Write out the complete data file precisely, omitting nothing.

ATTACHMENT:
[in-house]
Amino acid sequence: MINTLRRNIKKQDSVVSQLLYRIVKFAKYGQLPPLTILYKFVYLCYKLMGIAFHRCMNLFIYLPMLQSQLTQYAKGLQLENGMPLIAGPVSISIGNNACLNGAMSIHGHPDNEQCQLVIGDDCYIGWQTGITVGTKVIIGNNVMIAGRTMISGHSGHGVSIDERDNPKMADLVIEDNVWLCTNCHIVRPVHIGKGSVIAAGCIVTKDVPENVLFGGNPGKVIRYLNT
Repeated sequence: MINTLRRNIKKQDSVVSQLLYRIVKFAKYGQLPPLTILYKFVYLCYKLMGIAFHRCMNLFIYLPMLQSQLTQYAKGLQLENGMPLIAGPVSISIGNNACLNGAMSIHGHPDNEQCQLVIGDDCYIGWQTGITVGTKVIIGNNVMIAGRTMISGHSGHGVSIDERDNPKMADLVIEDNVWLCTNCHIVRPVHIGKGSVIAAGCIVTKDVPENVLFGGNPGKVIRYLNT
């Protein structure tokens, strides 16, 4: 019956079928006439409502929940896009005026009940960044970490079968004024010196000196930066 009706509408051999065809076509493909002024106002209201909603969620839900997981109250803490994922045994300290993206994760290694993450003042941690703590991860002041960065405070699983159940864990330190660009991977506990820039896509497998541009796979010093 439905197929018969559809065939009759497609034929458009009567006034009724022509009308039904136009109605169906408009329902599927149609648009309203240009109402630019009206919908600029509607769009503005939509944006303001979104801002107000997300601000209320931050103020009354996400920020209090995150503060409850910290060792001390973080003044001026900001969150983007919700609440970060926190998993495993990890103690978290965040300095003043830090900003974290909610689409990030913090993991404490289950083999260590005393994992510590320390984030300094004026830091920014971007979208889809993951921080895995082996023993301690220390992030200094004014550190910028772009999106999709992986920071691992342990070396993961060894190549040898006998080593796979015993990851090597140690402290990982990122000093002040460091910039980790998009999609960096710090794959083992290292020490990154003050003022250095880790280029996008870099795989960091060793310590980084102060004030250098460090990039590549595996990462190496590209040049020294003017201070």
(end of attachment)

[in-house]
Amino acid sequence: MINTLRRNIKKQDSVVSQLLYRIVKFAKYGQLPPLTILYKFVYLCYKLMGIAFHRCMNLFIYLPMLQSQLTQYAKGLQLENGMPLIAGPVSISIGNNACLNGAMSIHGHPDNEQCQLVIGDDCYIGWQTGITVGTKVIIGNNVMIAGRTMISGHSGHGVSIDERDNPKMADLVIEDNVWLCTNCHIVRPVHIGKGSVIAAGCIVTKDVPENVLFGGNPGKVIRYLNT
Repeated sequence: MINTLRRNIKKQDSVVSQLLYRIVKFAKYGQLPPLTILYKFVYLCYKLMGIAFHRCMNLFIYLPMLQSQLTQYAKGLQLENGMPLIAGPVSISIGNNACLNGAMSIHGHPDNEQCQLVIGDDCYIGWQTGITVGTKVIIGNNVMIAGRTMISGHSGHGVSIDERDNPKMADLVIEDNVWLCTNCHIVRPVHIGKGSVIAAGCIVTKDVPENVLFGGNPGKVIRYLNT
């Protein structure tokens, strides 16, 4: 019956079928006439409502929940896009005026009940960044970490079968004024010196000196930066 009706509408051999065809076509493909002024106002209201909603969620839900997981109250803490994922045994300290993206994760290694993450003042941690703590991860002041960065405070699983159940864990330190660009991977506990820039896509497998541009796979010093 439905197929018969559809065939009759497609034929458009009567006034009724022509009308039904136009109605169906408009329902599927149609648009309203240009109402630019009206919908600029509607769009503005939509944006303001979104801002107000997300601000209320931050103020009354996400920020209090995150503060409850910290060792001390973080003044001026900001969150983007919700609440970060926190998993495993990890103690978290965040300095003043830090900003974290909610689409990030913090993991404490289950083999260590005393994992510590320390984030300094004026830091920014971007979208889809993951921080895995082996023993301690220390992030200094004014550190910028772009999106999709992986920071691992342990070396993961060894190549040898006998080593796979015993990851090597140690402290990982990122000093002040460091910039980790998009999609960096710090794959083992290292020490990154003050003022250095880790280029996008870099795989960091060793310590980084102060004030250098460090990039590549595996990462190496590209040049020294003017201070």